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Exit Strategy

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  • Exit Strategy

    I've been working for the same employer for three years since graduation, and with recent changes my current job is getting pretty unbearable due to the workload.  I can't believe how burned out I feel at this stage of my career.  In essence, I don't have a strong work ethic and don't enjoy medicine all that much to begin with, and I have the good fortune of not having student loan debt and have accumulated a decent net worth.  Where I'm "poor" is my personal life, which has been a casualty of my entire school and career track, and it's getting harder to justify working any full-time job, let alone one that is more onerous than most, just to throw more money at taxable accounts and the mortgage.

    The inertia and anxiety of leaving has been hard to overcome, but I'm getting to my breaking point.  A big deterrent has been the prospect of losing a pension I'd have to work another two years to keep, but I'm at the point of giving serious thought to walking away even from that.  I could leave for a better position at a different hospital in the same system and likely keep it, and I would even consider moving (to a less desirable city) just for that.

    The alternative is to seek a less stressful, part-time position within my current department.  I am not sure how that would be received.  So I am wondering if I would be better off scheduling a meeting with my medical director to candidly inform them of this, or if I should just go ahead and start contacting other hospitals to see how receptive they would be to my request.

    On the one hand, I don't want to get expose as a burned out malcontent.  It might just poison the well.  I am also mildly worried it could just backfire and they might tell me they're happy to replace me (administration says they have no problem recruiting for the position I have).  On the other, I wonder if I start contacting directors in other cities to see what leverage I have if it will filter back to the one in my department anyway, so I might as well go to them first.

    I'm not sure if anyone can give me great advice without knowing my administrators or how my hospital system works, but if anyone has experience with dealing with a similar dilemma, I'm all ears.

  • #2
    How valuable would the pension be? It seems like that's one of the main reasons you would be willing to stick around but it's hard to imagine it being worth much after only 5 years in the position and given how miserable you seem from this post it's particularly difficult to imagine it being worth sticking around an extra 2. Why not put some feelers out to see what other jobs are out there, both part-time and full-time, and see if there's something you'd be happier doing.


    • #3
      Go part time.  What's your specialty?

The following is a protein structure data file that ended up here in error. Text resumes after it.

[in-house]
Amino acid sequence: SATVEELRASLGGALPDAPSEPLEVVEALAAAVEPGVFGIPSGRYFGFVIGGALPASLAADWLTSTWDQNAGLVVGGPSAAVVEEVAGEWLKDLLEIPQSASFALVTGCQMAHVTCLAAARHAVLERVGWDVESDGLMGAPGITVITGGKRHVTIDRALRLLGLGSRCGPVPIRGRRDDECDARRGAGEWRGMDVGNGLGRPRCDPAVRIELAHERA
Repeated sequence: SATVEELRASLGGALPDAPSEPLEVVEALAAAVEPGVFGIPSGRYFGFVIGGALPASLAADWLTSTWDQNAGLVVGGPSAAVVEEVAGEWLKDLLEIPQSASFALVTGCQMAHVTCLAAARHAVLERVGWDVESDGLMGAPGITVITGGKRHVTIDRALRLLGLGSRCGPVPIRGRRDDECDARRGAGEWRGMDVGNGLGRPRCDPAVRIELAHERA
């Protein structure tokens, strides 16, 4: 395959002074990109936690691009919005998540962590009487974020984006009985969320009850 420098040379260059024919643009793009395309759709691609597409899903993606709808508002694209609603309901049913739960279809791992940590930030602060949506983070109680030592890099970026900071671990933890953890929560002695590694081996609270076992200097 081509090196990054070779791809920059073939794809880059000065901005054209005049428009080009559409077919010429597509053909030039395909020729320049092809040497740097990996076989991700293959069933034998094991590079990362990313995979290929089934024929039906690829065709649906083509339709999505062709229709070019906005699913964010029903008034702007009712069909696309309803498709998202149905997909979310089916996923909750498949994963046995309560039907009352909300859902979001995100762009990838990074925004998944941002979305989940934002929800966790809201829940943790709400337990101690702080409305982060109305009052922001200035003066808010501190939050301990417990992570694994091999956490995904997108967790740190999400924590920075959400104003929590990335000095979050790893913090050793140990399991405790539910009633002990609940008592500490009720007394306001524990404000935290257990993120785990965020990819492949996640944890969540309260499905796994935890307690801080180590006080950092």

• #4
        As best I can tell, the pension has about 27k-30k in it right now.  My 401k match is also only 40% vested, which means another 14k or so would be left.

        I'm in psych, doing inpatient work.  I wouldn't want to work in a clinic.


        • #5
          A pension where you accumulate 2.5% of your yearly salary which can be paid in perpetuity (ie after 50 years old like in the CA prison system healthcare providers) can be super worthwhile. Your current pension at 27-30k cash value doesn't seem to have that much to offer. Even Kaiser does 2% of salary a year with 10 year vesting if I recall? Another group with a good tax advantaged retirement system (ie full 54k per year and 30k in defined benefit plan plus 3400 in HSA pretax) will have you exceed that in 6 months. If the pay is higher at the new job then you're even better off. So far I don't see a compelling reason to stay, or at least put out some feelers.

          However, if you are referring to 30k in yearly income from a pension, that has a "real value" of $750,000 or so in cash equivalent which is a whole other ballgame. Stick that out for another 2 years, add in social security and you have a retirement income that most of America would be happy to have right there and the rest of your career to put a little more away as the "cushion." Plus, as unpredictable as their payouts may seem, having a steady monthly cashflow after retirement is attractive as part of a retirement portfolio and I wish that my wife or I had one as at least a portion of our retirement plan.

          On the other hand, it's worth asking yourself what it is you hate so much. Is it a grind of working a lot of hours? If so cutting back even 10% could make a world of difference. I'm working 17 shifts a month in Emergency Medicine which is more than most in my group but compared to residency seems like a walk in the it's all relative. Good luck!


          • #6
            I may just be saying this because I am really burned out, but I want to work the bare minimum to keep my clinical skills up to par and still call myself a doctor.  I do not need full time salary, and while the benefits are nice, if I can't get them with part time work I would rather do other things with my time.  If I didn't take another job in my department or another hospital in my system to keep the pension, I think I would try locums out so I could take months off at a time and have maximum flexibility and minimal commitment.  As it turns out, I am also hoping to sell my house in about six months.


            • #7
              Is the admin serious about being able to fill your psych position? I recently spoke with a physician recruiter on my podcast who said psych was in huge demand right now.


              I also have psychiatrists in my family who are getting multiple daily job offers from all around the country.

              I would think you would have your pick of job options if you are unhappy where you are.


              • #8
                Psych is super in demand right now, all across the country. Especially if you want to do inpatient, since most psych's work outpatient. Look into the prison system, VA, state hospital, or academic medical centers, all of which have inpatient psych. Or join a group that provides inpatient work in community hospitals. If you don't like your current job, vote with your feet! There's plenty of opportunities out there.